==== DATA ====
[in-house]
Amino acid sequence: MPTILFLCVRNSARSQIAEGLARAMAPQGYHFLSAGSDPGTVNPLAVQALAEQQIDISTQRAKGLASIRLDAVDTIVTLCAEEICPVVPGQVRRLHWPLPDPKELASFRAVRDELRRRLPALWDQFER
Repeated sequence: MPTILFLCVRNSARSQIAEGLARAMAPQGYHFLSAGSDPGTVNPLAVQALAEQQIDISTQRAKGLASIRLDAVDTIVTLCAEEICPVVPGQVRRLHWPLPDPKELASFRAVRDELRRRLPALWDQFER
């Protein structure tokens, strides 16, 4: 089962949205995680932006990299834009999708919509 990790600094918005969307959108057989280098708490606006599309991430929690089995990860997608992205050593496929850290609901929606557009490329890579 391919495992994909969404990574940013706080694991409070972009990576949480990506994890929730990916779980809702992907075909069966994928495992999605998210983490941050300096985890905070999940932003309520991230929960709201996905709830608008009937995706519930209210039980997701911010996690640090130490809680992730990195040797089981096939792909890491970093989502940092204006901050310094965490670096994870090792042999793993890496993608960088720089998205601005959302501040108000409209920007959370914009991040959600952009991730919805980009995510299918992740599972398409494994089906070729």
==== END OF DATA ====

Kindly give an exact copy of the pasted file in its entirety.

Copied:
[in-house]
Amino acid sequence: MPTILFLCVRNSARSQIAEGLARAMAPQGYHFLSAGSDPGTVNPLAVQALAEQQIDISTQRAKGLASIRLDAVDTIVTLCAEEICPVVPGQVRRLHWPLPDPKELASFRAVRDELRRRLPALWDQFER
Repeated sequence: MPTILFLCVRNSARSQIAEGLARAMAPQGYHFLSAGSDPGTVNPLAVQALAEQQIDISTQRAKGLASIRLDAVDTIVTLCAEEICPVVPGQVRRLHWPLPDPKELASFRAVRDELRRRLPALWDQFER
């Protein structure tokens, strides 16, 4: 089962949205995680932006990299834009999708919509 990790600094918005969307959108057989280098708490606006599309991430929690089995990860997608992205050593496929850290609901929606557009490329890579 391919495992994909969404990574940013706080694991409070972009990576949480990506994890929730990916779980809702992907075909069966994928495992999605998210983490941050300096985890905070999940932003309520991230929960709201996905709830608008009937995706519930209210039980997701911010996690640090130490809680992730990195040797089981096939792909890491970093989502940092204006901050310094965490670096994870090792042999793993890496993608960088720089998205601005959302501040108000409209920007959370914009991040959600952009991730919805980009995510299918992740599972398409494994089906070729």